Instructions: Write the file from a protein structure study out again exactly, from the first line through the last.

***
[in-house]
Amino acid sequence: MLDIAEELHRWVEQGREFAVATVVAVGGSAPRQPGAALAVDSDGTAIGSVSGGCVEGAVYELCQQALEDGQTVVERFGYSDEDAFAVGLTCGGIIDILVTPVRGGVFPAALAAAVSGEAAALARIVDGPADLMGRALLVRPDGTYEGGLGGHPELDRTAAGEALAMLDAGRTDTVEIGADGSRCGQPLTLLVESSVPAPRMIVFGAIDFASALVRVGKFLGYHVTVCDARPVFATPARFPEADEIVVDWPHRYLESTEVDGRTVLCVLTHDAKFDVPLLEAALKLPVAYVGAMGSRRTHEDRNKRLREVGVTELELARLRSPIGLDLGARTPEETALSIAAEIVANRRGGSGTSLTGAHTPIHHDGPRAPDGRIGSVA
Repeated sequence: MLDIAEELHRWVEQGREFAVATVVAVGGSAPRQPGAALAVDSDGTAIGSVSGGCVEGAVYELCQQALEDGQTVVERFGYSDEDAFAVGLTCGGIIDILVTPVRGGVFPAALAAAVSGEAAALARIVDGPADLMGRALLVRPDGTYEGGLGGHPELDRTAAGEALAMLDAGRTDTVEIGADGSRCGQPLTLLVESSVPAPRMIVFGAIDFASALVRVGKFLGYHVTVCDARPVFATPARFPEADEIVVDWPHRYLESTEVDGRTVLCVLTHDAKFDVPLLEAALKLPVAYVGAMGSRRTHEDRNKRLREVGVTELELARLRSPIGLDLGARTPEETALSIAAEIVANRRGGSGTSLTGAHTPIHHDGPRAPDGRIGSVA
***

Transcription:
[in-house]
Amino acid sequence: MLDIAEELHRWVEQGREFAVATVVAVGGSAPRQPGAALAVDSDGTAIGSVSGGCVEGAVYELCQQALEDGQTVVERFGYSDEDAFAVGLTCGGIIDILVTPVRGGVFPAALAAAVSGEAAALARIVDGPADLMGRALLVRPDGTYEGGLGGHPELDRTAAGEALAMLDAGRTDTVEIGADGSRCGQPLTLLVESSVPAPRMIVFGAIDFASALVRVGKFLGYHVTVCDARPVFATPARFPEADEIVVDWPHRYLESTEVDGRTVLCVLTHDAKFDVPLLEAALKLPVAYVGAMGSRRTHEDRNKRLREVGVTELELARLRSPIGLDLGARTPEETALSIAAEIVANRRGGSGTSLTGAHTPIHHDGPRAPDGRIGSVA
Repeated sequence: MLDIAEELHRWVEQGREFAVATVVAVGGSAPRQPGAALAVDSDGTAIGSVSGGCVEGAVYELCQQALEDGQTVVERFGYSDEDAFAVGLTCGGIIDILVTPVRGGVFPAALAAAVSGEAAALARIVDGPADLMGRALLVRPDGTYEGGLGGHPELDRTAAGEALAMLDAGRTDTVEIGADGSRCGQPLTLLVESSVPAPRMIVFGAIDFASALVRVGKFLGYHVTVCDARPVFATPARFPEADEIVVDWPHRYLESTEVDGRTVLCVLTHDAKFDVPLLEAALKLPVAYVGAMGSRRTHEDRNKRLREVGVTELELARLRSPIGLDLGARTPEETALSIAAEIVANRRGGSGTSLTGAHTPIHHDGPRAPDGRIGSVA